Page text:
Genomic predictors of treatment response in prostate cancer

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Published: 4 Jul 2017
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Dr Robert Bristow - Princess Margaret Cancer Centre, Toronto, Canada

Dr Bristow speaks with ecancer at WIN 2017 about trials ongoing with patients in the Canadian Prostate Cancer Genome Network (CPC-GENE) to determine patient subgroups most at risk of disease progression and drug resistance.

He notes the use of imaging to guide treatment and gauge response, and considers the significance of the abiraterone data from earlier this year at ASCO 2017.

What we were doing today, really, was describing the results from a five year study, the Canadian Prostate Cancer Genome Network, which was used to really try to triage patients into aggressive and non-aggressive groups for potential intensification of therapy, some novel trials. What we did, actually, was look at the inherent genetics of these patients using whole genome sequencing and really found that there are specific groups of patients in which their clinical parameters are exactly the same and yet have a defined genetic profile that show they have aggressive disease and that they will fail surgery or radiotherapy within eighteen months of that therapy. Those patients probably have occult metastases and they need better therapy than we’re currently giving them, they need better adjuvant therapies. So designing a test based on this kind of discovery approach for whole genome sequencing allows us to pull patients apart and start this type of intensification trial.

So a patient group [?? 1:01] patients within groups. So right now a hundred patients will come through the door, they’ll have similar Gleason scores, they’ll have similar PSA tests and similar staging investigations and they’ll be non-metastatic. Yet we know anywhere from 30-40% of those patients will fail local therapy but we can’t tell them up front a priori who they are. That’s really the basis of the Canadian study was to try to do that, to pull the 30 or 40 patients out of the rest of the group and say that those are the patients now we really have to put a microscope on and actually get them into novel trials because a local therapy alone is not doing them justice. Even within the 30-40% that are failing there’s a further group that fail quite, quite quickly and we actually think those are the patients most at risk for metastatic disease and developing castrate resistance. So actually acting earlier with those patients can prevent the onset of metastatic disease, prevent the onset of castration resistance and therefore change the cure numerator to the denominator in this group of patients.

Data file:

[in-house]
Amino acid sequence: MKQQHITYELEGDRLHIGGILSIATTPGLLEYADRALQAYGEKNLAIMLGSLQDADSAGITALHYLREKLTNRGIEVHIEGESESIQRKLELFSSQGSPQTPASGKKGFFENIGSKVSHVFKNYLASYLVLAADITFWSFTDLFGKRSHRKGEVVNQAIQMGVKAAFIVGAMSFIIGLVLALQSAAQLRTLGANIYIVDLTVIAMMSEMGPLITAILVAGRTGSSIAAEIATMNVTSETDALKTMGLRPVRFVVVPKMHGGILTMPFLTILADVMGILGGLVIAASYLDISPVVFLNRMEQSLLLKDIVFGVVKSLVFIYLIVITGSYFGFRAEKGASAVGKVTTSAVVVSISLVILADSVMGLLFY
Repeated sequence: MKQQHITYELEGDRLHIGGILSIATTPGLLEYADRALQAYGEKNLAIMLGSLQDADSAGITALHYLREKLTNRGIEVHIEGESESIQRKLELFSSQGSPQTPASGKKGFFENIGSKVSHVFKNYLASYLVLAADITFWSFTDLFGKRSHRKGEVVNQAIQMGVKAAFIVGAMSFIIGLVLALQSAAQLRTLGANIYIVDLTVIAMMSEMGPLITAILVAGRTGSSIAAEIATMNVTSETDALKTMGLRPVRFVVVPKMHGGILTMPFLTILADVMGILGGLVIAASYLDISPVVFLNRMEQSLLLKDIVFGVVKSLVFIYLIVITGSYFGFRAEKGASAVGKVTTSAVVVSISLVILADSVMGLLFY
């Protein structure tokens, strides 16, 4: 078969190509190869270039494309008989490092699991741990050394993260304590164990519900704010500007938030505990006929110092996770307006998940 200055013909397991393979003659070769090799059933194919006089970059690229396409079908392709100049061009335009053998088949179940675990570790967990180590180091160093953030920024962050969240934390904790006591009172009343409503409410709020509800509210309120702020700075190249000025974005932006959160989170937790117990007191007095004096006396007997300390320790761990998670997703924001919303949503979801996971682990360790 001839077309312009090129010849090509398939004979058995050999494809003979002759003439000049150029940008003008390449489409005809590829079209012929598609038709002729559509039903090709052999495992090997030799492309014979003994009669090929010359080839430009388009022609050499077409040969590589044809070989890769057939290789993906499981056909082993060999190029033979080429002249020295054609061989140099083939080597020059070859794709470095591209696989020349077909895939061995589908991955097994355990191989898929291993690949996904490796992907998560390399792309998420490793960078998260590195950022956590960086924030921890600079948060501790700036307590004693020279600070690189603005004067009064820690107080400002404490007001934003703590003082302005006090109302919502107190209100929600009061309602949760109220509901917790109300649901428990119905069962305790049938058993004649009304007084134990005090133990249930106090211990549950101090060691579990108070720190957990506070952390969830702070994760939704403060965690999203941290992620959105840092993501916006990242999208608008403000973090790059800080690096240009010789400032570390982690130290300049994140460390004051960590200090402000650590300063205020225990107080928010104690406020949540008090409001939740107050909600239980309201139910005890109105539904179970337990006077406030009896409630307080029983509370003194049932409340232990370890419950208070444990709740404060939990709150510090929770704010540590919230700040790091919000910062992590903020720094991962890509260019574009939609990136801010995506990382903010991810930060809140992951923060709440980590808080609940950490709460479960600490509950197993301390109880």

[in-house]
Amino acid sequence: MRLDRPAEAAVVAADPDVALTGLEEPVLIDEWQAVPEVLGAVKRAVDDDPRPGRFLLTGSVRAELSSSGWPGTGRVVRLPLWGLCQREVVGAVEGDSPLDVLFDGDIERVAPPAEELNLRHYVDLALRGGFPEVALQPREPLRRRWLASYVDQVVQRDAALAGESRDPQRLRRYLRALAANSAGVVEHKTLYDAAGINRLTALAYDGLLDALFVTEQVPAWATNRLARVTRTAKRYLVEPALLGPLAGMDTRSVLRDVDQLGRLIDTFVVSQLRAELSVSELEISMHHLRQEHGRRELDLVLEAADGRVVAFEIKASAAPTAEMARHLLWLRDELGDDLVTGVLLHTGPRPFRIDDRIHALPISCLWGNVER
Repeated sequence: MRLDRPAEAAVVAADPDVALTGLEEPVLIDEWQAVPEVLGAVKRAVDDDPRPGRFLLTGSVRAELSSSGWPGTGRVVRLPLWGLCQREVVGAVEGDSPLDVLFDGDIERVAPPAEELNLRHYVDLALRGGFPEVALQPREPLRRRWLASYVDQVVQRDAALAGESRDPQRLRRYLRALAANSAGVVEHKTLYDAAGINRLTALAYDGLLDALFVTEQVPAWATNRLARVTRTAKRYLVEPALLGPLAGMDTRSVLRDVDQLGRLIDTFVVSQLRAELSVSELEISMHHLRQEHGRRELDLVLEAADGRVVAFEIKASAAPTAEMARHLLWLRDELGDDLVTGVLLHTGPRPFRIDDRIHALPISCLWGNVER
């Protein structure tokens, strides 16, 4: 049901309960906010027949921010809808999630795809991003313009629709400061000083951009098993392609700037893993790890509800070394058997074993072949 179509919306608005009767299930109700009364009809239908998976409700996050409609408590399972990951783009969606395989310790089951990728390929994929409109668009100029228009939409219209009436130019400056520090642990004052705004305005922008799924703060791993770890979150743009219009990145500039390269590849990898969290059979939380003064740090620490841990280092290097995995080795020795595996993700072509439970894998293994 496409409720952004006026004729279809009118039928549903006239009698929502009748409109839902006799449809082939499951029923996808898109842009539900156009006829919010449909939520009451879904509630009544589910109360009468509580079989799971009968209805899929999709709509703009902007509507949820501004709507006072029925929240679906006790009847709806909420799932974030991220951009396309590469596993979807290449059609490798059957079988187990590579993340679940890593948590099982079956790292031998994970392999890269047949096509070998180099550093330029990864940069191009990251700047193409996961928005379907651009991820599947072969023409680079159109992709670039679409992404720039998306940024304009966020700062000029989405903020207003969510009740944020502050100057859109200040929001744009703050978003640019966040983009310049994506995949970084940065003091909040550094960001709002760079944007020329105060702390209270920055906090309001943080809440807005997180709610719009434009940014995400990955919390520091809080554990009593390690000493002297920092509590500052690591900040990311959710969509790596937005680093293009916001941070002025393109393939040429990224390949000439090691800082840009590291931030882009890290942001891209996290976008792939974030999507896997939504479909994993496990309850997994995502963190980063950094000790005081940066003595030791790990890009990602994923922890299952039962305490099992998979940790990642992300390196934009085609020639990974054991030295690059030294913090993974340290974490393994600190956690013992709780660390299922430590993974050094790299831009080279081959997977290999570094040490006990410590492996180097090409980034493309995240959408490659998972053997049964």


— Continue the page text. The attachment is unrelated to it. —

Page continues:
Was there any confirmatory imaging used alongside the sequencing?

That’s a really good question. Our imaging is getting better and better in terms of looking at patients that might have metastases. We used to use traditional bone scans, for example, to define whether or not there were widespread metastases but now we have PET scans, particularly PSMA, that might be much more sensitive for them. So, in concert really with the genetic tests, the new trials going forward have to have best imaging as part of that triaging equation. So we’re not there yet, that’s for the next prospective trials to prospectively validate the genetic tests but in the era of best imaging which now really would include a PSMA scan.

How does this compare to the I-SPY breast cancer trial?

These trials are just about to be started and there are a number of individual trials worldwide. What I was saying is that these trials now are going to be based on more multi-modal indices so patients that not only have genetic instability, for example, but might also have hypoxia. So more complex signatures up front and then to actually look at those agents, for example, that might hit both hypoxia and genetic instability such as a PARP inhibitor or an anti-hypoxia approach. So the similarity is the idea of a biomarker driven set of trials in an otherwise localised disease where you’re trying to really find best adjuvant therapy. A slight difference here would be that the types of signatures that we are developing are really ones of complex phenotypes and complex tumour types so the actual signatures might be more complex.

Could abiraterone become part of these combinations?

Yes, absolutely, we can’t not use abiraterone now based on the data, so primary chemotherapy and abiraterone are probably drugs that definitely will be used in this high risk setting. Then the question, though, is are there specific tumour types in which you wouldn’t use abiraterone because of course you can get resistance to that drug. There was also another trial that was at ASCO comparing the first use of enzalutamide and then a cross-over to abiraterone at failure or starting with abiraterone and crossover and actually there was no difference between the two arms suggesting that, again, the sequencing of the drugs and who is going to benefit starting one or the other we really don’t know. So I would say that the approach to very high risk disease where we believe that the occult metastatic burden is high would include chemotherapy and/or abiraterone. The question is can we target a little bit further based on the biology.